A column has a high degree of selectivity if it is likely to return a small number of rows for a particular value specified in a predicate argument. The distribution statistics can be used to estimate the degree of selectivity:

  • Columns with high cardinality have more data values, and each data value is likely to match a smaller number of rows than a column with low cardinality.
  • If an OLE DB provider provides a histogram reporting how the values are distributed in a column, the SQL Server optimizer can also estimate if the specific value in a predicate argument is in a range that has good or poor selectivity.

Having good distribution statistics for a linked server can also help the optimizer build an efficient execution plan for the local part of a distributed query.

The SQL Server optimizer uses the distribution statistics in an attempt to reduce the amount of data that must be communicated between the OLE DB provider and SQL Server. For example, when performing a distributed join between TableA on the local server and TableB on a linked server, SQL Server can use the distribution statistics to determine which of these processes is most efficient:

  • Send the rows from TableA that match nonjoin predicates to the linked server and have the linked server perform the join.
  • Retrieve the rows from TableB that match nonjoin predicates to the local server and perform the join on the local server.

If an OLE DB provider does not report cardinality information about a column, the SQL Server optimizer estimates a low cardinality. If a provider does not report a distribution histogram for a statistic, the optimizer operates as if the values are evenly distributed in the rows of the table.

SQL Server uses the following extensions from OLE DB providers to report distribution statistics:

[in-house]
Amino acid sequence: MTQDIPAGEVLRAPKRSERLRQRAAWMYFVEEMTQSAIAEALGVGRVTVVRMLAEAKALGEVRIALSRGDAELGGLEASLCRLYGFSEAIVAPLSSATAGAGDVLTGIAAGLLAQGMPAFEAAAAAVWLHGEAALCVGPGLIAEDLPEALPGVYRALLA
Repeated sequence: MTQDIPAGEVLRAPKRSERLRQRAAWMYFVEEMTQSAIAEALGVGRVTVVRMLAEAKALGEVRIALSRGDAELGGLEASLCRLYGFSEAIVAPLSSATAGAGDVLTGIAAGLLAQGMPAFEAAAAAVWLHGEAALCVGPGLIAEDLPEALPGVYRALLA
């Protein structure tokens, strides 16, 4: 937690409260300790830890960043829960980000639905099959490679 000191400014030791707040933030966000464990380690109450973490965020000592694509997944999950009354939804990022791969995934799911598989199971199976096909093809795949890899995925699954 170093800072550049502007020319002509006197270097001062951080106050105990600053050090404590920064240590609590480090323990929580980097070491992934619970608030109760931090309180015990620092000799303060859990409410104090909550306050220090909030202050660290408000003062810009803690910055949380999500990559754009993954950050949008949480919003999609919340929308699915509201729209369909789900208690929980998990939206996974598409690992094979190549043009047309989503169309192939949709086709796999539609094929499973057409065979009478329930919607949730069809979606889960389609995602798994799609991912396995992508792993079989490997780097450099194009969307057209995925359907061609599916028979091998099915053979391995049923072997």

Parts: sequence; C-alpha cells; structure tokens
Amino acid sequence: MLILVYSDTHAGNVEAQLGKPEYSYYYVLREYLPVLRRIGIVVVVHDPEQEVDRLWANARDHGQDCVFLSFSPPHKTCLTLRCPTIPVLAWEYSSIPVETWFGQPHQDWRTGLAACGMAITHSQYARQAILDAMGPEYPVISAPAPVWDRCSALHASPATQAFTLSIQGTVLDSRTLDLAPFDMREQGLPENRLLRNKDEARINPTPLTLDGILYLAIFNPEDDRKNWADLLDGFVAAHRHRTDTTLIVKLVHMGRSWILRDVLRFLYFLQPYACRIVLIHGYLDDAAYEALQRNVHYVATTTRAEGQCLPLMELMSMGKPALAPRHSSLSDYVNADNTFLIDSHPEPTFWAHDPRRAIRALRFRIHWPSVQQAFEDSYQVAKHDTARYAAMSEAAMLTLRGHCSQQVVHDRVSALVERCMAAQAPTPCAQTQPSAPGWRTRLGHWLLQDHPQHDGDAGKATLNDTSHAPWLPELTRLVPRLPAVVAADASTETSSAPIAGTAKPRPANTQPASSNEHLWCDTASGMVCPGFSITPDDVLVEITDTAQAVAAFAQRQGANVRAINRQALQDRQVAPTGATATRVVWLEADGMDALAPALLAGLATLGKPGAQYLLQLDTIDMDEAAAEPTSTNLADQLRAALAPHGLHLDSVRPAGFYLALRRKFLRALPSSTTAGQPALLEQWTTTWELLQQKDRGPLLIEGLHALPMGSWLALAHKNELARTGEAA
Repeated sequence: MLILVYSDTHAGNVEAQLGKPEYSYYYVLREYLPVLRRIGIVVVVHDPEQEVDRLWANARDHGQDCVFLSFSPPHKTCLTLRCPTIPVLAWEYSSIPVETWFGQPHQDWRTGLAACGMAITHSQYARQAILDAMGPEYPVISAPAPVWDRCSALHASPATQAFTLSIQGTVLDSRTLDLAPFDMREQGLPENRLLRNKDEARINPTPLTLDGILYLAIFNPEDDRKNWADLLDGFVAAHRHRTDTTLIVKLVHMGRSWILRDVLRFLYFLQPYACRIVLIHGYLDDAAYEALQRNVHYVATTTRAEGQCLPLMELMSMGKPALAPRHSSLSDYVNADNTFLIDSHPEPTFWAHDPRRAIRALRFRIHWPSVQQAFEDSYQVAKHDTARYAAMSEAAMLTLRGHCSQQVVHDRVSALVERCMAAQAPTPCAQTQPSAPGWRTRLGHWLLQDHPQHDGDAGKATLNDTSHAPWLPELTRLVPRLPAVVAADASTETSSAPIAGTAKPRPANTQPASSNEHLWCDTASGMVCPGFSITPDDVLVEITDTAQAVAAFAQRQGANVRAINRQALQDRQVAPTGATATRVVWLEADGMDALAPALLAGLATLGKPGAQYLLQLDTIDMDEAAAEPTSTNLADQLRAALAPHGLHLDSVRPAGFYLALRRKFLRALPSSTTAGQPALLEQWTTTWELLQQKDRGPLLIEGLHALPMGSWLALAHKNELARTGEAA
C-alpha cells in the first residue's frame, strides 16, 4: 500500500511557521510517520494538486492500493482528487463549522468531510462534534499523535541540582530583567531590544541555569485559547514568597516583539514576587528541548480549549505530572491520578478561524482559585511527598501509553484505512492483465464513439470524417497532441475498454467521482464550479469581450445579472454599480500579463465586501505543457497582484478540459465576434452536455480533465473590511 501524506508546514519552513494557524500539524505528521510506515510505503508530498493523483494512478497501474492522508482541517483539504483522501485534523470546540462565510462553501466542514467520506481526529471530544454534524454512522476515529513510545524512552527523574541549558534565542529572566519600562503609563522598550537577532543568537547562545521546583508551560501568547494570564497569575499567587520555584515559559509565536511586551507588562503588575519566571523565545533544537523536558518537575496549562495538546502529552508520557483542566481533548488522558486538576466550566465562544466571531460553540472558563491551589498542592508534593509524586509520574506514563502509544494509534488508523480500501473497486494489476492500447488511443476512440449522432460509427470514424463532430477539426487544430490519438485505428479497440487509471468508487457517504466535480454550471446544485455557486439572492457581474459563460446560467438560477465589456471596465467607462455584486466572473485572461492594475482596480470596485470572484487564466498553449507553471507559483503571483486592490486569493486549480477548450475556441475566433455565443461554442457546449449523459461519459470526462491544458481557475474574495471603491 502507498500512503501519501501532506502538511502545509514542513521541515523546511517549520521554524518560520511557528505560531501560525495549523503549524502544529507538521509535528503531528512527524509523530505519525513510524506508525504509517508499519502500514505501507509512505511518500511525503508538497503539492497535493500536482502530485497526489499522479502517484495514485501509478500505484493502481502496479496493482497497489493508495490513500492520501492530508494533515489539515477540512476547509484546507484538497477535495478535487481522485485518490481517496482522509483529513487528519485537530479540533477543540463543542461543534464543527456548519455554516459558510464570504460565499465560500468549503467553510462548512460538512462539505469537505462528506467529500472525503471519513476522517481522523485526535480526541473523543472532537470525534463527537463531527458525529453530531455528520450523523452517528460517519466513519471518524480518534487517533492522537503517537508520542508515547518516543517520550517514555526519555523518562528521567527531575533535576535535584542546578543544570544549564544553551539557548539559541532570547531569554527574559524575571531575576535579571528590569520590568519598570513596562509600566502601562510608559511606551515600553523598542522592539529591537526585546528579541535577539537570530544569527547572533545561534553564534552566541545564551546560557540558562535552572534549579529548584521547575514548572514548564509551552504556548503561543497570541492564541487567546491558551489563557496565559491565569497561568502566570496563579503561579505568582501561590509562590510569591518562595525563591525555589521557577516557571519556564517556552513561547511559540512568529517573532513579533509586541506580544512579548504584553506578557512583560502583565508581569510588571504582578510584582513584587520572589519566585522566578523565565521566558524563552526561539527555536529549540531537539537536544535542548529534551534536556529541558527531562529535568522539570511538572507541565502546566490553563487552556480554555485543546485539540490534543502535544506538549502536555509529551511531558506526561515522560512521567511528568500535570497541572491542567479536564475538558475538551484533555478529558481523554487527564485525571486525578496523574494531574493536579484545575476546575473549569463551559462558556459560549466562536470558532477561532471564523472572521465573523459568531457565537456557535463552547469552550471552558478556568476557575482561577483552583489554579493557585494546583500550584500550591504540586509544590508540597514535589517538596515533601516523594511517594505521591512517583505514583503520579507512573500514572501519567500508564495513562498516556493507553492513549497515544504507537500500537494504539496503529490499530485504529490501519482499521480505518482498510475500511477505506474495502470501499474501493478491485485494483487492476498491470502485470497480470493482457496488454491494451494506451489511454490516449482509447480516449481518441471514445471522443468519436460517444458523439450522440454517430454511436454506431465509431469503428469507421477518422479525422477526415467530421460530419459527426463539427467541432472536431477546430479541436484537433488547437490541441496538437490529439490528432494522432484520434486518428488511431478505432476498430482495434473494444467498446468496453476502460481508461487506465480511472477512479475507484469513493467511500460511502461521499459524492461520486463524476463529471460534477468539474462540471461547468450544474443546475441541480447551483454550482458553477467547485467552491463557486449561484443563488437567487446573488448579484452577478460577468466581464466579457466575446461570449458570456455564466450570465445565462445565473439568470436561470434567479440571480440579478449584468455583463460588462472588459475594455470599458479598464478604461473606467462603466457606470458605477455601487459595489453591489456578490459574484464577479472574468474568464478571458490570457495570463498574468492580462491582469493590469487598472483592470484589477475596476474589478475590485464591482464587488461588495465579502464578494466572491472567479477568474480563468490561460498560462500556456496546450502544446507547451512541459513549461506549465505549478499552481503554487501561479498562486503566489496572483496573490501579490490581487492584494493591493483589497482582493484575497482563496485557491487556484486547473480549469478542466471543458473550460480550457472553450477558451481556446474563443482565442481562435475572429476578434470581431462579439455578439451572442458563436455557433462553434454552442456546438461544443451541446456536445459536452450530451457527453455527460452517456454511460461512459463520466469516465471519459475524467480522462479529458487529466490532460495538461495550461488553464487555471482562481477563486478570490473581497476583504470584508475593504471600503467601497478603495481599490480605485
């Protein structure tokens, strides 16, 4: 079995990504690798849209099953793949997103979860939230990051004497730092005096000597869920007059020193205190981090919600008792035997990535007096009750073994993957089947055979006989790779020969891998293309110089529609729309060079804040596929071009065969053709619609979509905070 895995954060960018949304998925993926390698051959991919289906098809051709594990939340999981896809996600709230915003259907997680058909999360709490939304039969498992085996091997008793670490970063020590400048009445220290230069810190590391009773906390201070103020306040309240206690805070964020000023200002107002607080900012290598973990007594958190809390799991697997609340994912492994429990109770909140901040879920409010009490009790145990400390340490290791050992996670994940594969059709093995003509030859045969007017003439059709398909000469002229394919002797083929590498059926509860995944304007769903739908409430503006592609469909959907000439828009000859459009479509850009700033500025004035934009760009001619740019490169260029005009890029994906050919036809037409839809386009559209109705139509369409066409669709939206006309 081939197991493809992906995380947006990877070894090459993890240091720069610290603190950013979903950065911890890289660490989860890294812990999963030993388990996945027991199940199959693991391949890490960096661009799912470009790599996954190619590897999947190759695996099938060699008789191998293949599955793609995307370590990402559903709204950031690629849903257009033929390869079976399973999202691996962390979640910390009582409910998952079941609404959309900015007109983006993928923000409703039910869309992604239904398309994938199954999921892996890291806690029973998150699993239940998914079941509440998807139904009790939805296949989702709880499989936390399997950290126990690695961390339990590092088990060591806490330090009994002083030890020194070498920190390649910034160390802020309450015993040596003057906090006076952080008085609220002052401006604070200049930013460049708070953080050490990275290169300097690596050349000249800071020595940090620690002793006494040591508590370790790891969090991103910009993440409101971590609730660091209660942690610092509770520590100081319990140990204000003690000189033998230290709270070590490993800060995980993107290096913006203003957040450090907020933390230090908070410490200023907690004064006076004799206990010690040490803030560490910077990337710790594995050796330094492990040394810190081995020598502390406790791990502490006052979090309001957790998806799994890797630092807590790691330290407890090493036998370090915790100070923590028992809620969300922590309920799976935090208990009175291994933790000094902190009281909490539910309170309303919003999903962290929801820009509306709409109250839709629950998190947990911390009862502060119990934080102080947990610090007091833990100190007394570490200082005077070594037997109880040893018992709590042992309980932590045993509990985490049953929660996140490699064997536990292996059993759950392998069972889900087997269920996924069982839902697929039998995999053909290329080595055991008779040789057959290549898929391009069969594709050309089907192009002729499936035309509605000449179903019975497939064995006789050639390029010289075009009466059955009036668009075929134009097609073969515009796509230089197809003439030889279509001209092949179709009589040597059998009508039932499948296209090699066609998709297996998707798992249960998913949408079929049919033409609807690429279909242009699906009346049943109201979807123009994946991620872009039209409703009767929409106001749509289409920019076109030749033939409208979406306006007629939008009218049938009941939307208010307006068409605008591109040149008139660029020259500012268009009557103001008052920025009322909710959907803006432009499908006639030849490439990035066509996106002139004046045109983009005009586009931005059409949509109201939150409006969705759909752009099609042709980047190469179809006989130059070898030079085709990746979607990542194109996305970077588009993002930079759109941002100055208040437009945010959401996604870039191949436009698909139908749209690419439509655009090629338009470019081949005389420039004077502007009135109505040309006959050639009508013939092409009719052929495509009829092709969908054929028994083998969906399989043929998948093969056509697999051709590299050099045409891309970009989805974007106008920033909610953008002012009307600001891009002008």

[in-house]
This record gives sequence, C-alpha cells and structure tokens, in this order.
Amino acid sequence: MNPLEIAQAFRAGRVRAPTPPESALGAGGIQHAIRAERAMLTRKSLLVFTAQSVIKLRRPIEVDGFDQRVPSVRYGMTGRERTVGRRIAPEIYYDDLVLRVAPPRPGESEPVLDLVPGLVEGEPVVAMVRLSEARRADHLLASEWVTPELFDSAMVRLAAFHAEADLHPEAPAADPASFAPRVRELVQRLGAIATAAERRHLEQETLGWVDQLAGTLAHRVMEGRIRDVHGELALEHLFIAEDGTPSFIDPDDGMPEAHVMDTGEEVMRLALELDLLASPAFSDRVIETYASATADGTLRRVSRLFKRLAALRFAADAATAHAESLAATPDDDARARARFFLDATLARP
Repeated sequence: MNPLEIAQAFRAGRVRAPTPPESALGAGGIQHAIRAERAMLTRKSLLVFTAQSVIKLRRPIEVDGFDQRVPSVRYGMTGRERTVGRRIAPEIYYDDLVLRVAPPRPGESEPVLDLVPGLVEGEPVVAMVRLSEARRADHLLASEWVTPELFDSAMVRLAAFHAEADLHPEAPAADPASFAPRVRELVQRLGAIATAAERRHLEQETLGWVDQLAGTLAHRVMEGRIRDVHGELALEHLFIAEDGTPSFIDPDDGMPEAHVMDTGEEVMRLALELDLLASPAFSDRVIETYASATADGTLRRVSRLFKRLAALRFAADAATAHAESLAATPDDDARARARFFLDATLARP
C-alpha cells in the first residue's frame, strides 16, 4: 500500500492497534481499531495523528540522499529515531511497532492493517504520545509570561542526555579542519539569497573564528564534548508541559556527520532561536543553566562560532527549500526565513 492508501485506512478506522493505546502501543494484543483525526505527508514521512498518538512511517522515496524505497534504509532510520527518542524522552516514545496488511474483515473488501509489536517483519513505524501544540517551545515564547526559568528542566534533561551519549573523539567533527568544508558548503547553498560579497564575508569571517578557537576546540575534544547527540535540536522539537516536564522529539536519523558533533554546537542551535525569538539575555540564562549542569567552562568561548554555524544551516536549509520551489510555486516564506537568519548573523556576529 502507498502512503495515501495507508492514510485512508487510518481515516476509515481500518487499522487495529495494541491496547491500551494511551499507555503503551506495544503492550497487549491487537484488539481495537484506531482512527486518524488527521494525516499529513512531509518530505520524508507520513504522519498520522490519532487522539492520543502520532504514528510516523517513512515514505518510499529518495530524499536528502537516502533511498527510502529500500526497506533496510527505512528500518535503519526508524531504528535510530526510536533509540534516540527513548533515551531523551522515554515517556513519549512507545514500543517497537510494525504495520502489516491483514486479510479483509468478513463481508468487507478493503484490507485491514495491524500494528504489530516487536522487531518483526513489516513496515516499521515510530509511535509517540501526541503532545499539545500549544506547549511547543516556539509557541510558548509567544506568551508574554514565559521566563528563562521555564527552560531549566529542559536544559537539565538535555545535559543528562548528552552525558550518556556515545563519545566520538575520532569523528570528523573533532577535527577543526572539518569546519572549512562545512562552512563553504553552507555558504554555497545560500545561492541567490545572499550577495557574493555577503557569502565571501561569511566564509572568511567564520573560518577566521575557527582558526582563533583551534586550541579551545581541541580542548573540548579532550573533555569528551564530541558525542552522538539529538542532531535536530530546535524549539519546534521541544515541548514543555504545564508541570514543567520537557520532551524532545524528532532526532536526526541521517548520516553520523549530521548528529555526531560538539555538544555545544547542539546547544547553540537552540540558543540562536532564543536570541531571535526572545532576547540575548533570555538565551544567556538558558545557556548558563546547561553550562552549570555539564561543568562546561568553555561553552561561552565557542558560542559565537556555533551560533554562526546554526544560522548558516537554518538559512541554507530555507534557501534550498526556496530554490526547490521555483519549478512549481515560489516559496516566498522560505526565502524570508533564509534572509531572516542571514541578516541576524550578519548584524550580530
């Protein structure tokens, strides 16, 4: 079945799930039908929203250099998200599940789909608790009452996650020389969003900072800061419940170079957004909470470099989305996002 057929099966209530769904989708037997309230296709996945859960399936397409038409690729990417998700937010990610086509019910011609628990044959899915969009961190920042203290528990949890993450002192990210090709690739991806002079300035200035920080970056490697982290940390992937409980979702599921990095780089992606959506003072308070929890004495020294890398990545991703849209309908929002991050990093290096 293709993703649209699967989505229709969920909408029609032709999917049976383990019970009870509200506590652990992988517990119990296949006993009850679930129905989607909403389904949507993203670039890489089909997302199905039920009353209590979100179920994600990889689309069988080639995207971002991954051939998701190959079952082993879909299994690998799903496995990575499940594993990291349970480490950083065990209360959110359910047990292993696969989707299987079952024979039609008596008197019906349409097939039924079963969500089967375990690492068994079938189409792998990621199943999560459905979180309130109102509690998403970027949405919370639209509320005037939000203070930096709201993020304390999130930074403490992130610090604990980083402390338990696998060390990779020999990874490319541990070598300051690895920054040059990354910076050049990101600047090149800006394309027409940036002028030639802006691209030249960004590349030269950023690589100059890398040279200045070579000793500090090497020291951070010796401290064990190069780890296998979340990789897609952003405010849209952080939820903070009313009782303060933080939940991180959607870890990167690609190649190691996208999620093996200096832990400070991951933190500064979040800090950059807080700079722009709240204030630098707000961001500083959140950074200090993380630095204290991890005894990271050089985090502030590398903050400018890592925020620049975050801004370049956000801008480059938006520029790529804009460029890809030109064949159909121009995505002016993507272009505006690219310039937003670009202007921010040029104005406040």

• A data source property, DBPROP_TABLESTATISTICS, indicates w the provider reports distribution statistics.
  • An IDBSchemaRowset, TABLE_STATISTICS, lists the statistics available for a specified base table. This includes column and row cardinality.
  • IOpenRowset::OpenRowset accepts arguments identifying a statistic. When a statistic is specified, OpenRowset returns a histogram rowset that shows the distribution of values in the first column covered by the statistic specified in StatisticID.

These extensions to OLE DB are included in OLE DB version 2.6 or later. For information about these extensions regarding distribution statistics, see the OLE DB 2.6 specification.

An OLE DB provider can choose to implement a performance enhancement of sampling only a part of the rows in a base table to determine the distribution statistics and histograms. These providers should scale their cardinality and histogram data to reflect the total values for the table before reporting them in the TABLE_STATISTICS and histogram rowsets.

Whether an OLE DB provider keeps the data in the TABLE_STATISTICS and the histogram rowset up to date with the current contents of the base table is implementation defined.